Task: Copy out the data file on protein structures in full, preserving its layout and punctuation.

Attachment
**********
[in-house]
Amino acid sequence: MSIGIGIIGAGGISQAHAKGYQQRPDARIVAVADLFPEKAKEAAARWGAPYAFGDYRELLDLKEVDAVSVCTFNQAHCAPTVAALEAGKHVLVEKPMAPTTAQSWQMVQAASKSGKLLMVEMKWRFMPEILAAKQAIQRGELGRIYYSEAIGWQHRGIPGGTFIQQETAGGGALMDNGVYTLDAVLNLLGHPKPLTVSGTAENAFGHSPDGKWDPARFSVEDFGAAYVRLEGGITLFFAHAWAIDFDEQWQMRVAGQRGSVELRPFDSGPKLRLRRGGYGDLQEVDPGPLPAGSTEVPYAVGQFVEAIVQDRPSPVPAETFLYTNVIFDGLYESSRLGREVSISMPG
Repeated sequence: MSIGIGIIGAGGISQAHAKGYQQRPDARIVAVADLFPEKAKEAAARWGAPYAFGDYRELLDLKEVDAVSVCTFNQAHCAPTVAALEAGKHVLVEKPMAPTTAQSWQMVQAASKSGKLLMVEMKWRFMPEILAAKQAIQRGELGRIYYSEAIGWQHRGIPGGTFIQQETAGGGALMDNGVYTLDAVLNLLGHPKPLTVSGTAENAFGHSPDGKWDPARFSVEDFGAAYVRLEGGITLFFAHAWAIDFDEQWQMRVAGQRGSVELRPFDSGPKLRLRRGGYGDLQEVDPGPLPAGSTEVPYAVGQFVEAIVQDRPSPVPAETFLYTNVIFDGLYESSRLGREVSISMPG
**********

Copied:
[in-house]
Amino acid sequence: MSIGIGIIGAGGISQAHAKGYQQRPDARIVAVADLFPEKAKEAAARWGAPYAFGDYRELLDLKEVDAVSVCTFNQAHCAPTVAALEAGKHVLVEKPMAPTTAQSWQMVQAASKSGKLLMVEMKWRFMPEILAAKQAIQRGELGRIYYSEAIGWQHRGIPGGTFIQQETAGGGALMDNGVYTLDAVLNLLGHPKPLTVSGTAENAFGHSPDGKWDPARFSVEDFGAAYVRLEGGITLFFAHAWAIDFDEQWQMRVAGQRGSVELRPFDSGPKLRLRRGGYGDLQEVDPGPLPAGSTEVPYAVGQFVEAIVQDRPSPVPAETFLYTNVIFDGLYESSRLGREVSISMPG
Repeated sequence: MSIGIGIIGAGGISQAHAKGYQQRPDARIVAVADLFPEKAKEAAARWGAPYAFGDYRELLDLKEVDAVSVCTFNQAHCAPTVAALEAGKHVLVEKPMAPTTAQSWQMVQAASKSGKLLMVEMKWRFMPEILAAKQAIQRGELGRIYYSEAIGWQHRGIPGGTFIQQETAGGGALMDNGVYTLDAVLNLLGHPKPLTVSGTAENAFGHSPDGKWDPARFSVEDFGAAYVRLEGGITLFFAHAWAIDFDEQWQMRVAGQRGSVELRPFDSGPKLRLRRGGYGDLQEVDPGPLPAGSTEVPYAVGQFVEAIVQDRPSPVPAETFLYTNVIFDGLYESSRLGREVSISMPG